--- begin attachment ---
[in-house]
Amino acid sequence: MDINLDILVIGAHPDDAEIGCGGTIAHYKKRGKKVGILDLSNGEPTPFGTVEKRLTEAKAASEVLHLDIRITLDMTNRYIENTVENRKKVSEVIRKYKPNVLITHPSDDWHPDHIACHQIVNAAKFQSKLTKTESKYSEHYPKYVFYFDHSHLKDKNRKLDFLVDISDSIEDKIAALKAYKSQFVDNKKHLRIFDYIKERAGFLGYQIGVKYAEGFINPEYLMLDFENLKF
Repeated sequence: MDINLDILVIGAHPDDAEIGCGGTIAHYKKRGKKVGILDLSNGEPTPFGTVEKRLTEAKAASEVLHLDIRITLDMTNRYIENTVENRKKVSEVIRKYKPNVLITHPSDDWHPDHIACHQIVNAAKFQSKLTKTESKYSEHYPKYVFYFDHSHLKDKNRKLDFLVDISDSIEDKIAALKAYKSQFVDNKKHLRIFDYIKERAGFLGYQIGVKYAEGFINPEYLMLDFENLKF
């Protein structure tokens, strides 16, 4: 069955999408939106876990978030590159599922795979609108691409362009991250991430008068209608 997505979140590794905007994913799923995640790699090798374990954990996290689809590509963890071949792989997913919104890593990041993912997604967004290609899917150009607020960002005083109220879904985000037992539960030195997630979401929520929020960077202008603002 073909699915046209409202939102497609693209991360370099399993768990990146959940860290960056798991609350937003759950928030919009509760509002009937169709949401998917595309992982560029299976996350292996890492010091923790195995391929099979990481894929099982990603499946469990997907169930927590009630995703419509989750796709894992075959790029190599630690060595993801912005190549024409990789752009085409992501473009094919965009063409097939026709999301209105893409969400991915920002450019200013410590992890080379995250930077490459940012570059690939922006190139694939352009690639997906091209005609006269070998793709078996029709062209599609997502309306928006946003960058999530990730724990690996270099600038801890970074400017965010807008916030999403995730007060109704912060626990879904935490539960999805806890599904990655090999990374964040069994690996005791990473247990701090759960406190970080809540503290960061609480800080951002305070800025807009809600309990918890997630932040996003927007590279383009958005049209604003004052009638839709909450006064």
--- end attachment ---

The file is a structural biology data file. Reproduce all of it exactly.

[in-house]
Amino acid sequence: MDINLDILVIGAHPDDAEIGCGGTIAHYKKRGKKVGILDLSNGEPTPFGTVEKRLTEAKAASEVLHLDIRITLDMTNRYIENTVENRKKVSEVIRKYKPNVLITHPSDDWHPDHIACHQIVNAAKFQSKLTKTESKYSEHYPKYVFYFDHSHLKDKNRKLDFLVDISDSIEDKIAALKAYKSQFVDNKKHLRIFDYIKERAGFLGYQIGVKYAEGFINPEYLMLDFENLKF
Repeated sequence: MDINLDILVIGAHPDDAEIGCGGTIAHYKKRGKKVGILDLSNGEPTPFGTVEKRLTEAKAASEVLHLDIRITLDMTNRYIENTVENRKKVSEVIRKYKPNVLITHPSDDWHPDHIACHQIVNAAKFQSKLTKTESKYSEHYPKYVFYFDHSHLKDKNRKLDFLVDISDSIEDKIAALKAYKSQFVDNKKHLRIFDYIKERAGFLGYQIGVKYAEGFINPEYLMLDFENLKF
């Protein structure tokens, strides 16, 4: 069955999408939106876990978030590159599922795979609108691409362009991250991430008068209608 997505979140590794905007994913799923995640790699090798374990954990996290689809590509963890071949792989997913919104890593990041993912997604967004290609899917150009607020960002005083109220879904985000037992539960030195997630979401929520929020960077202008603002 073909699915046209409202939102497609693209991360370099399993768990990146959940860290960056798991609350937003759950928030919009509760509002009937169709949401998917595309992982560029299976996350292996890492010091923790195995391929099979990481894929099982990603499946469990997907169930927590009630995703419509989750796709894992075959790029190599630690060595993801912005190549024409990789752009085409992501473009094919965009063409097939026709999301209105893409969400991915920002450019200013410590992890080379995250930077490459940012570059690939922006190139694939352009690639997906091209005609006269070998793709078996029709062209599609997502309306928006946003960058999530990730724990690996270099600038801890970074400017965010807008916030999403995730007060109704912060626990879904935490539960999805806890599904990655090999990374964040069994690996005791990473247990701090759960406190970080809540503290960061609480800080951002305070800025807009809600309990918890997630932040996003927007590279383009958005049209604003004052009638839709909450006064």